October 23rd, 2020

Canada’s Chenard calls an end to storied career as international soccer referee

By Neil Davidson, The Canadian Press on October 15, 2020.

Referee Carol Anne Chenard makes a call during FIFA Women's World Cup soccer action between Germany and Cote d'Ivoire, in Ottawa, Sunday, June 7, 2015. THE CANADIAN PRESS/Sean Kilpatrick

Veteran Canadian official Carol Anne Chenard has retired from International soccer after some 15 years as a FIFA international referee.

The 43-year-old from Summerside, P.E.I., was slated to work the 2019 Women’s World Cup in France but withdrew after being diagnosed with breast cancer. She had hoped to return to action this year but says stepping away now makes sense given the challenges facing international soccer due to COVID-19.

“It’s time,” Chenard said in a statement. “While it might not be how I saw my on-field career ending, now’s the time given the limitations football is facing in light of the global pandemic.”

Chenard has taken charge of big matches around the globe. She officiated at the 2011 and 2015 Women’s World Cup, the 2012 and 2016 Olympics and was referee for FIFA U-20 World Cup finals in 2010 and 2014.

Like players, officials are judged by their performance. Only the good ones keep going in top tournaments.

“Carol Anne Chenard has long been at the pinnacle of international refereeing, breaking barriers over an impressive career that placed her as an inspiration for aspiring referees from coast-to-coast-to-coast,” said Canada Soccer president Steven Reed. “We are proud of and celebrate Carol Anne’s professional achievements and know that she will continue to be a leader for young referees in Canada and abroad.”

Chenard made history in May 2019 as part of the first all-woman crew of on-field officials in the Canadian Premier League when she took charge of the game between Forge FC and Cavalry FC in Hamilton, along with assistants Stephanie Fortin and Chantal Boudreau and fourth official Alexis Vaughan.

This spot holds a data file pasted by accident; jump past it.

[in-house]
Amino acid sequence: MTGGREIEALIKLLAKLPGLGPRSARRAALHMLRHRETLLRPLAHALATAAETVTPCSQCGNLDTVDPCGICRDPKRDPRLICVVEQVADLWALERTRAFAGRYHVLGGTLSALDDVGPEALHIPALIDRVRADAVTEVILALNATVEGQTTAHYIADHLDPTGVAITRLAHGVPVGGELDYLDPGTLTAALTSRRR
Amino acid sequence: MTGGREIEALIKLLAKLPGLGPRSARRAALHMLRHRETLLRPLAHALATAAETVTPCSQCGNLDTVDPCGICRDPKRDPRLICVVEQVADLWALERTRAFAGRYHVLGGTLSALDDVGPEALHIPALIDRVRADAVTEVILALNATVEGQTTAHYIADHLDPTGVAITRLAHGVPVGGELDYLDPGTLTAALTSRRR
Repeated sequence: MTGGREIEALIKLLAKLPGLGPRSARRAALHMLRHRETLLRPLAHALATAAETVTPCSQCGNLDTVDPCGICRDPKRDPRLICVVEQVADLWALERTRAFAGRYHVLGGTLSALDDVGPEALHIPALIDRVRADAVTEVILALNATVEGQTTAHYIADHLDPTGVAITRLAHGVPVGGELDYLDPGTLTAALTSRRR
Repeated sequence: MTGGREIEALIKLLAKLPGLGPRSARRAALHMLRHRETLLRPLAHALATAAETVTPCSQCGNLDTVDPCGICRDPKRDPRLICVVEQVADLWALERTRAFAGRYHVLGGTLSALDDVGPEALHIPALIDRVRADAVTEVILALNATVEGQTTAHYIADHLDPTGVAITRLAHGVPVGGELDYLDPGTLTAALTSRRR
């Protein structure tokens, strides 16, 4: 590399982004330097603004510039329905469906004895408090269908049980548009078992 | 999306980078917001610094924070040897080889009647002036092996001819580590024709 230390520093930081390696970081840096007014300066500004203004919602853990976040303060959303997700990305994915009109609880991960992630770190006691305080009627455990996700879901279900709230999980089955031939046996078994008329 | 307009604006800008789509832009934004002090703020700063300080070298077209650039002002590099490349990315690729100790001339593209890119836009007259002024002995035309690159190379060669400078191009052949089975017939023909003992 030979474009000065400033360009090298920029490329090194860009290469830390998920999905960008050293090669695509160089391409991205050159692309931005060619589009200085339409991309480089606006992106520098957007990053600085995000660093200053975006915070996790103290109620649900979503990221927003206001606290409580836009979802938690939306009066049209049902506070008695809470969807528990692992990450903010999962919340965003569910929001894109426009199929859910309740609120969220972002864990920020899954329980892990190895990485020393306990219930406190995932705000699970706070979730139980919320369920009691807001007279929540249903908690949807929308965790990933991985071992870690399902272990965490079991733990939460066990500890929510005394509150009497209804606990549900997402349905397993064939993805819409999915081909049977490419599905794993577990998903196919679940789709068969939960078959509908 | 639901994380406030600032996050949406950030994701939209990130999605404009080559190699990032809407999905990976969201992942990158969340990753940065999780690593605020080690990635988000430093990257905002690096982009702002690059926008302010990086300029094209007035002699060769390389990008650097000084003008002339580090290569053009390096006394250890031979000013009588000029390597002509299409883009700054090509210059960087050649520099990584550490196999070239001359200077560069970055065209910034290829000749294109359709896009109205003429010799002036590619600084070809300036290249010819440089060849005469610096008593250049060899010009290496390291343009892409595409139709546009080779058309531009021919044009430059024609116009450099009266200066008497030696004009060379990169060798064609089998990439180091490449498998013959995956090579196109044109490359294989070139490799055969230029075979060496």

“I consider myself a referee, not a female referee,” she said at the time.

After being appointed to the final of the 2016 Women’s Olympic Football Tournament, Chenard was part of a crew of elite female referees to earn appointment to the FIFA U-17 World Cup India 2017.

Chenard was the lone Canadian referee at the 2011 World Cup in Germany, taking charge of both a quarterfinal and a semifinal.

She was also the only Canadian referee at the 2012 Olympics, where her assignments included Britain versus Brazil in the group stage. The first women’s international to be played at Wembley Stadium, the game drew a crowd of 70,584.

In 2018, Chenard was appointed to both the CONCACAF Women’s Under-20 Championship and the FIFA U-20 Women’s World Cup in France, which were her last major international tournament appointments before her appointment to the 2019 World Cup.

Chenard, who became a FIFA ref in 2006, was just the fourth Canadian referee to serve 15 or more years on the FIFA List of Referees and Assistant Referees.

“Refereeing is a lot of hard work, a lot of the time is spent out of the spotlight, but the rewards and opportunities are worth it, but you have to stay humble,” she said. “You do the work, surround yourself with the right people and be ready to seize your opportunity.”

A former international short-track speedskater from 1998 to 2002, Chenard won six World Cup medals and once co-owned a world record in the 3,000 metres.

She also holds a PhD in microbiology and immunology from McGill University and speaks English, French and Spanish. Away from the soccer field, she worked for the federal government in Health Canada with an expertise is compliance and enforcement, regulating companies whose products involve controlled substances.

Chenard took her first officiating course as a teenager at the request of a soccer coach who wanted to ensure the players understood the laws of the game.

This report by The Canadian Press was first published Oct. 15, 2020

Share this story:

Notify of
Inline Feedbacks
View all comments

Would love your thoughts, please comment.x